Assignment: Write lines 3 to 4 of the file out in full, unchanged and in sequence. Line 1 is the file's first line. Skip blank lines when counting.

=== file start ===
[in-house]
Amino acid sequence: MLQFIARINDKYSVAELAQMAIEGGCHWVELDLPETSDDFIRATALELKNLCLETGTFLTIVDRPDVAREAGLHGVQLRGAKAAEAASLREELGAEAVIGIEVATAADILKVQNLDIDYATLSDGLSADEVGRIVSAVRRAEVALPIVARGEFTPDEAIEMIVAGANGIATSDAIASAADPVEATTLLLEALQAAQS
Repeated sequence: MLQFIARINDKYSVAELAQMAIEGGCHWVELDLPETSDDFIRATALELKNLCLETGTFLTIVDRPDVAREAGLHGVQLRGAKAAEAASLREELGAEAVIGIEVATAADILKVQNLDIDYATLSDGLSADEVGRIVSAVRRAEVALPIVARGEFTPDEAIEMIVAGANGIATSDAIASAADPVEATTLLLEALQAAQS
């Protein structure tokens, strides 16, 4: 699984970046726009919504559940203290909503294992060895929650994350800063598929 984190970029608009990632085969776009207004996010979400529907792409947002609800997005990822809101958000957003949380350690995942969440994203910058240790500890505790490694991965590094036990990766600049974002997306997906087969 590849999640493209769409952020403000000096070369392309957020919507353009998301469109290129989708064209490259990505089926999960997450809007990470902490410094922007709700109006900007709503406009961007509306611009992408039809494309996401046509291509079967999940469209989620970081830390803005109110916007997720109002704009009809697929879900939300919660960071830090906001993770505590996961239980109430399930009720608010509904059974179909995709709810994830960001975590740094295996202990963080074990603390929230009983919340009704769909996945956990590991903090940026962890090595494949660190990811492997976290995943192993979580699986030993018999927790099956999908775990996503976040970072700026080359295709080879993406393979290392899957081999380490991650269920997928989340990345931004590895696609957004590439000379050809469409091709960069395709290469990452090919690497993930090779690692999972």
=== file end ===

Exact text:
Repeated sequence: MLQFIARINDKYSVAELAQMAIEGGCHWVELDLPETSDDFIRATALELKNLCLETGTFLTIVDRPDVAREAGLHGVQLRGAKAAEAASLREELGAEAVIGIEVATAADILKVQNLDIDYATLSDGLSADEVGRIVSAVRRAEVALPIVARGEFTPDEAIEMIVAGANGIATSDAIASAADPVEATTLLLEALQAAQS
């Protein structure tokens, strides 16, 4: 699984970046726009919504559940203290909503294992060895929650994350800063598929 984190970029608009990632085969776009207004996010979400529907792409947002609800997005990822809101958000957003949380350690995942969440994203910058240790500890505790490694991965590094036990990766600049974002997306997906087969 590849999640493209769409952020403000000096070369392309957020919507353009998301469109290129989708064209490259990505089926999960997450809007990470902490410094922007709700109006900007709503406009961007509306611009992408039809494309996401046509291509079967999940469209989620970081830390803005109110916007997720109002704009009809697929879900939300919660960071830090906001993770505590996961239980109430399930009720608010509904059974179909995709709810994830960001975590740094295996202990963080074990603390929230009983919340009704769909996945956990590991903090940026962890090595494949660190990811492997976290995943192993979580699986030993018999927790099956999908775990996503976040970072700026080359295709080879993406393979290392899957081999380490991650269920997928989340990345931004590895696609957004590439000379050809469409091709960069395709290469990452090919690497993930090779690692999972």